In relationships, trust and vulnerability go together like peas and carrots


Once upon a time, in another life that I like to call my 20’s, I was madly in love with the man who would later become my husband.

I’d only had one long-term relationship before we became an us, so to say that I was a little “green around the gills” is an understatement. Of course, the only way to get experience is to have experiences — right? Right.

Well, there were two things that I had yet to learn when I entered that relationship, (1) trust works both ways, and (2) vulnerability is not optional. The trouble is, he wasn’t aware of those things either. So without realizing what we were doing, our relationship became a minefield, where we harmed one another on a fairly regular basis.

He did things that caused me to mistrust him, and there were things that I did in the name of “getting to the bottom of things” to violate his trust in return. And because we’d both come from homes where integrity was more of a theory than a practice and being vulnerable was perceived as a weakness — the odds were pretty much stacked against us.

The relationship didn’t last. But the good news is, I learned a lot from getting it wrong — primarily that trust and vulnerability go together like peas and carrots — you can (in theory) have one without the other, but they’re much better together.

It’s nearly impossible to be vulnerable with someone you don't trust because it doesn’t feel safe. And it’s equally as hard to trust someone who won’t be vulnerable because, again, it doesn’t feel safe.

This is one of those chicken and egg situations. But this is what I know for sure if you can’t (or won’t) be vulnerable in your relationship, it’s as good as doomed.

Being vulnerable doesn’t always mean bearing your soul and crying buckets of tears. Most of the time, vulnerability (or lack thereof) shows up in the choices we make.

Snooping through your partner’s phone.

I could easily make an argument about the ethics of invading someone else’s privacy, but that’s not what we’re talking about here. For the sake of this argument, I want to examine the other side of the equation.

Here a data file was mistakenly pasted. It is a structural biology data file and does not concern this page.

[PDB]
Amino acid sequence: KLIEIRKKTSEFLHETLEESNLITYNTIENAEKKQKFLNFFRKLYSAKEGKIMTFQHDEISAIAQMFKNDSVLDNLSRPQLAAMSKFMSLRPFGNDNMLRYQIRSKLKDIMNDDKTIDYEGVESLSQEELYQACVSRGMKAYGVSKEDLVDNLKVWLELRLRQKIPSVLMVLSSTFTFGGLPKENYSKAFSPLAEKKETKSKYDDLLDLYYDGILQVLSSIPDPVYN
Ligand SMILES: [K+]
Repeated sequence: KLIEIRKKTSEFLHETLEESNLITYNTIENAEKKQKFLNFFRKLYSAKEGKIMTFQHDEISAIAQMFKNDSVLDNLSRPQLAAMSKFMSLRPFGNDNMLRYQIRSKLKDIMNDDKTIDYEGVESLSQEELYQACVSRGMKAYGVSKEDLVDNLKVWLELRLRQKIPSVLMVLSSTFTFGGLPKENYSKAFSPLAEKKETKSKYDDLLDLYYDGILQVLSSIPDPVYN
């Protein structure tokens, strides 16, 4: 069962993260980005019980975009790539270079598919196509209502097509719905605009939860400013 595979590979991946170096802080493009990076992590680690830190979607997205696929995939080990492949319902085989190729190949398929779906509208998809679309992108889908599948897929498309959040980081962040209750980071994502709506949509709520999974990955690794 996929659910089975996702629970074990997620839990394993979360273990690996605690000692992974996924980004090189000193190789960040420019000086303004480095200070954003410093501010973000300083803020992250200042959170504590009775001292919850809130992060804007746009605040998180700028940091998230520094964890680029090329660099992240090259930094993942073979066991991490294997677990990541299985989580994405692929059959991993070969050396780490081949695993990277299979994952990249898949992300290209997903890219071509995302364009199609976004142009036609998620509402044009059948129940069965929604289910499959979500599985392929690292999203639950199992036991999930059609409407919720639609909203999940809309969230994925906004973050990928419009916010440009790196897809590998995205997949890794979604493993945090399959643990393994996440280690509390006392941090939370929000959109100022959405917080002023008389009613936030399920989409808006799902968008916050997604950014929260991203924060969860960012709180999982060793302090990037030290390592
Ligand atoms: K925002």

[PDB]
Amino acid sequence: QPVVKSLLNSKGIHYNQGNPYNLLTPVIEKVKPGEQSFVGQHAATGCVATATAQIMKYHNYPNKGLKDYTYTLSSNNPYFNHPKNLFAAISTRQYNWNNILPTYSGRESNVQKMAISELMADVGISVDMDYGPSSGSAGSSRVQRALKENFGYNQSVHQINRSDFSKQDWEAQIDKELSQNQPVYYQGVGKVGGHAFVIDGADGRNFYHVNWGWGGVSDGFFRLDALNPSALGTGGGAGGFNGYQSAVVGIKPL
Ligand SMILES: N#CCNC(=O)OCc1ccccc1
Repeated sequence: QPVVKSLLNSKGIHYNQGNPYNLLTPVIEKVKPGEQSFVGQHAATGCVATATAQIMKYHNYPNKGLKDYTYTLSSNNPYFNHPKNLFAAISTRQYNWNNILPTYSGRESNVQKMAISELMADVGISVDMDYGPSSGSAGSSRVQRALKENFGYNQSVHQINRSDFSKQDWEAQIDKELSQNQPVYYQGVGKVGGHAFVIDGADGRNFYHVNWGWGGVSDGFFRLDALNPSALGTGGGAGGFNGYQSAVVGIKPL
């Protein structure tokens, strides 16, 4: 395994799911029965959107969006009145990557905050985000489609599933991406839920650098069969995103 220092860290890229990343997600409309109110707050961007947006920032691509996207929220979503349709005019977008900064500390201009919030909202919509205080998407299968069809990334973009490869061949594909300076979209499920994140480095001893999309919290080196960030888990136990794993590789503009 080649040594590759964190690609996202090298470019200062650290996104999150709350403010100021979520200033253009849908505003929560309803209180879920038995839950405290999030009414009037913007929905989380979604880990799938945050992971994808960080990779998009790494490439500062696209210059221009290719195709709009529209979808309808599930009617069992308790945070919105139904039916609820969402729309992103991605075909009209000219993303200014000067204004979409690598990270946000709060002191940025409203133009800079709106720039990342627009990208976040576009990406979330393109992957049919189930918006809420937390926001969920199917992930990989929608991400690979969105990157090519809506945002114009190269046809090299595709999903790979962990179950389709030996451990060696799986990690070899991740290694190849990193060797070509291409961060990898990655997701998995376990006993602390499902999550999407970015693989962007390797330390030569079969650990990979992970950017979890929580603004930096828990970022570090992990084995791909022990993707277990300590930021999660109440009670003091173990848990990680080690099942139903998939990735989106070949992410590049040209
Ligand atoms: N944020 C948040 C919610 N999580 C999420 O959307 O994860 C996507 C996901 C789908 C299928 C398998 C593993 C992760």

The compulsion to go through people’s things is not always about being nosey or controlling. Sure it may look that way on the surface, but underneath there is something else at play —fear of vulnerability.

Now, if you’ve been on the receiving end of being snooped, you might be calling bullshit right now, because let’s face it, violation in any capacity doesn’t just feel awful —it’s disgusting. But if you have ever been a snooper, you know very well that prying into someone’s private affairs is almost always about looking for the things you’re afraid to confront in the light of day.

Whether you are looking for a reason to stay or go; or seeking proof of wicked deeds or goodwill, your detective work is a quest to find the answers to the questions you’re either afraid to ask or an alternative to the answer you’ve already received. Either way, digging without permission is a sign of fear.

Unfortunately, sticking your nose in someone else’s business causes mistrust, even when your suspicions are accurate, and it can be challenging to recover once trust is broken.

Posting not-so-subtle hints.

It’s easy to hide on social media, or so it seems. You can say or post whatever you want, whenever you want — and that’s a good thing. The ability to speak freely and share opinions should be an inalienable right, and many of us have that freedom. But when it comes to relationship-ing, that freedom often comes at a high price.

Passive aggression is a very real thing in the world of social. But sharing memes and posts that hint at issues you avoid discussing is not a good idea.

When you are upset with your partner, don’t post. Social media is not an appropriate place to air your dirty laundry. While it might feel safer to address things on a public forum, it won’t serve you in the long run.

When you have grievances or complaints, go directly to the source. In other words, bring it up with the person who can do something about it —because doing so improves the odds of a positive outcome.

Improving your conflict resolution skills will increase the fulfillment in your relationship. And while discord never feels good, learning how to navigate challenges together will bring you closer together.

Laughing at the most inopportune time.

Laughter is a classic response to emotional discomfort. Some psychologists believe that laughter may be a mechanism to regulate emotion.

Inappropriate laughter is also one of the most common ways to avoid feeling vulnerable with someone you care about. And while laughter in the face of discomfort is a perfectly normal response designed to protect you against hurt, pain, and dis-ease, it can also prevent you from feeling love and joy.

Being vulnerable can sometimes feel like spinning out of control. But it can also make you feel seen, connected, and deeply loved. And those are things that most of us seek in relationships. This means that to get what you want, you’re going to have to get comfortable being uncomfortable.

Texting instead of talking.

The advent of text messaging has changed the way we communicate forever. Need your partner to pick up something from the market on their way home —shoot them a text. Easy-peasy.

However, texting doesn’t work too well when you’re trying to convey the tender bits. Don’t get me wrong, telling your boo how much you love them via text is cool (sometimes). But you know what’s not cool? Venting, complaining, or addressing touchy subjects by text message.